Touching your mother's foot is incest because all the rest is a matter of degree (or so said Diogenes). That's just one expression of the puzzle of vagueness. Here's another: the passage of one second cannot mark the transition from being a pupa to being a butterfly--if something is a pupa at one time then in all close instants it remains a pupa; alas, it follows from this, via trivial logic, that there are no butterflies. Or again: it's vague where (...)
    Remove from this list | Direct download  
     
    My bibliography  
     
    Export citation  
  34. Jean Gabbert Harrell (1953). Vagueness and Ambiguity in Value Theory. Journal of Philosophy 50 (13):384-385.
    Remove from this list | Direct download (4 more)  
     
    My bibliography  
     
    Export citation  
  35. Mark Heller (1988). Vagueness and the Standard Ontology. Noûs 22 (1):109-131.
    Remove from this list | Direct download (4 more)  
     
    My bibliography  
     
    Export citation  
  36. Carl G. Hempel (1939). Vagueness and Logic. Philosophy of Science 6 (2):163-180.
    As is rather generally admitted today, the terms of our language in scientific as well as in everyday use, are not completely precise, but exhibit a more or less high degree of vagueness. It is the purpose of this paper to examine the consequences of this circumstance for a series of questions which belong to the field of logic. First of all, the meaning and the logical status of the concept of vagueness will be analyzed; then we will try to (...)
    Remove from this list | Direct download (6 more)  
     
    My bibliography  
     
    Export citation  
  37. D. Hyde (2003). KEEFE, R.-Theories of Vagueness. Philosophical Books 44 (2):174-176.
    Remove from this list |
     
    My bibliography  
     
    Export citation  
  38. Dominic Hyde, Sorites Paradox. Stanford Encyclopedia of Philosophy.
    The sorites paradox is the name given to a class of paradoxical arguments, also known as little by little arguments, which arise as a result of the indeterminacy surrounding limits of application of the predicates involved. For example, the concept of a heap appears to lack sharp boundaries and, as a consequence of the subsequent indeterminacy surrounding the extension of the predicate ‘is a heap’, no one grain of wheat can be identified as making the difference between being a heap (...)
    Remove from this list | Direct download (3 more)  
     
    My bibliography  
     
    Export citation  
  39. Samuel C. Wheeler Iii (1975). Reference and Vagueness. Synthese 30 (3/4):367 - 379.
    Remove from this list | Direct download (3 more)  
     
    My bibliography  
     
    Export citation  
  40. Frank Jackson, Language, Thought and the Epistemic Theory of Vagueness.
    Remove from this list | Direct download  
     
    My bibliography  
     
    Export citation  
  41. J. T. Kearns (1974). Vagueness and Failing Sentences. Logique Et Analyse 17 (67):301-315.
    Remove from this list |
     
    My bibliography  
     
    Export citation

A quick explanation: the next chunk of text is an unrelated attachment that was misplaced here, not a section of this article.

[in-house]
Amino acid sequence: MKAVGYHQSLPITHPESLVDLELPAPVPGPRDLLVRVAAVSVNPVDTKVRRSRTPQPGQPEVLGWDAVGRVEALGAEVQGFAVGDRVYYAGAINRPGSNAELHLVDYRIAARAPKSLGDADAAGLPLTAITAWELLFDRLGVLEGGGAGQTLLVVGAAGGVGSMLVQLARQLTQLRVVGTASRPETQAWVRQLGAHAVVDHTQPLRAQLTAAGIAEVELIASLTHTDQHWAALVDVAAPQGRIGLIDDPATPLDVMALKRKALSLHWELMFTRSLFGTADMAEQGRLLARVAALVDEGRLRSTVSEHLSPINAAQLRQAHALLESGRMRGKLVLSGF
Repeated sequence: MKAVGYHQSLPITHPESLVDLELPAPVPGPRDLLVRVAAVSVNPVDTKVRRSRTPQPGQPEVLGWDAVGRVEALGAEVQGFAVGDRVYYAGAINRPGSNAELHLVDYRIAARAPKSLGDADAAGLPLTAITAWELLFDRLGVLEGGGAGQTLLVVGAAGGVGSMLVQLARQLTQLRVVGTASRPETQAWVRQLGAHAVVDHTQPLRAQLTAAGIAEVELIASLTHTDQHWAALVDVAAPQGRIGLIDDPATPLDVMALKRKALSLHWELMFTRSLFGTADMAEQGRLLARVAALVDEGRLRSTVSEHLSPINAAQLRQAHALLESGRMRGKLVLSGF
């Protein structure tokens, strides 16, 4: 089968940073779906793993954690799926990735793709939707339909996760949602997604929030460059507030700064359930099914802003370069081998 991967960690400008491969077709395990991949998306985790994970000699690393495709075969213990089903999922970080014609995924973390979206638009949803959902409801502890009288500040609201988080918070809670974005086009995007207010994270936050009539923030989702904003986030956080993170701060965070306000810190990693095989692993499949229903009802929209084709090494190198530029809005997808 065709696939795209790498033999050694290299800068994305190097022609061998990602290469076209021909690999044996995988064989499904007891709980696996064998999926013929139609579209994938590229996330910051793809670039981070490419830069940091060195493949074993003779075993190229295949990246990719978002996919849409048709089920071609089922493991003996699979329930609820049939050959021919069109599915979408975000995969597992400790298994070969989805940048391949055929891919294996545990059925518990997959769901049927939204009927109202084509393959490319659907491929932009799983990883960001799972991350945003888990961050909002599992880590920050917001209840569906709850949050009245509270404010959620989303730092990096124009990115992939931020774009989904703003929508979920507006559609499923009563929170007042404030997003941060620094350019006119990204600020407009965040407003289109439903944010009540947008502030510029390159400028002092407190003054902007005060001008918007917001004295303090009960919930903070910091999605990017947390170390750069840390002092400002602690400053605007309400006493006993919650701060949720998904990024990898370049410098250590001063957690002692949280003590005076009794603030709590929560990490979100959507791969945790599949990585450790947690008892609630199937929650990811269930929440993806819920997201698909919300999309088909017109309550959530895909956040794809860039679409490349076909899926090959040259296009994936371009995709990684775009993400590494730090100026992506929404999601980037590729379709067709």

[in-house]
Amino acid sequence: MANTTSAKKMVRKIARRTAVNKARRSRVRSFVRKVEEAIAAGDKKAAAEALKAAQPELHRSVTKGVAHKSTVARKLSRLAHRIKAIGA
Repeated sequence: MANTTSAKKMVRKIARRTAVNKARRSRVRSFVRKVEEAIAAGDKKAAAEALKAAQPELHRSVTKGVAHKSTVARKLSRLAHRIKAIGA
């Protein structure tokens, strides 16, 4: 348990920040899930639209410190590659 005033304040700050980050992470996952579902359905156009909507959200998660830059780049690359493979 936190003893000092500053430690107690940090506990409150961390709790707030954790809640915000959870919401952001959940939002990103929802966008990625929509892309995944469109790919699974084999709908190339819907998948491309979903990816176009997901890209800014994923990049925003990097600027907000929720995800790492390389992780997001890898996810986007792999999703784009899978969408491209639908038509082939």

42. Rosanna Keefe (2004). Context, Vagueness, and the Sorites. In J. C. Beall (ed.), Liars and Heaps: New Essays on Paradox. Clarendon Press.
    Remove from this list |
     
    My bibliography  
     
    Export citation  
  43. Rosanna Keefe (1998). Vagueness and Language Clusters. Australasian Journal of Philosophy 76 (4):611 – 620.
    Remove from this list | Direct download (5 more)  
     
    My bibliography  
     
    Export citation  
  44. Rosanna Keefe & Timothy Williamson (1995). Vagueness. Philosophical Quarterly 45 (180):392.
    If you keep removing single grains of sand from a heap, when is it no longer a heap? From discussions of the heap paradox in classical Greece, to modern formal approaches like fuzzy logic, Timothy Williamson traces the history of the problem of vagueness. He argues that standard logic and formal semantics apply even to vague languages and defends the controversial, realist view that vagueness is a form of ignorance - there really is a grain of sand whose removal turns (...)
    Remove from this list | Direct download (3 more)  
     
    My bibliography  
     
    Export citation  
  45. Christopher Kennedy (2010). Vagueness and Comparison. In Paul Egre & Nathan Klinedinst (eds.), Vagueness and Language Use. Palgrave Macmillan.
    Remove from this list | Direct download  
     
    My bibliography  
     
    Export citation  
  46. Haig Khatchadourian (1965). Vagueness, Meaning, and Absurdity. American Philosophical Quarterly 2 (2):119 - 129.
    Remove from this list | Direct download (2 more)  
     
    My bibliography  
     
    Export citation  
  47. Haig Khatchadourian (1962). Vagueness. Philosophical Quarterly 12 (47):138-152.
    Remove from this list | Direct download (5 more)  
     
    My bibliography  
     
    Export citation  
  48. Max Kölbel (2010). Vagueness as Semantic. In Richard Dietz & Sebastiano Moruzzi (eds.), Cuts and Clouds: Vaguenesss, its Nature and its Logic. Oup Oxford.
    Remove from this list |
     
    My bibliography  
     
    Export citation  
  49. John-Michael Kuczynski (2003). Is There Non-Epistemic Vagueness? Indian Philosophical Quarterly 30 (2):153-176.
    Remove from this list | Direct download  
     
    My bibliography  
     
    Export citation  
  50. Dharmendra Kumar (1971). Vagueness and Subjunctivity. Mind 80 (317):127-131.
    Remove from this list | Direct download (5 more)  
     
    My bibliography  
     
    Export citation  
1 — 50 / 599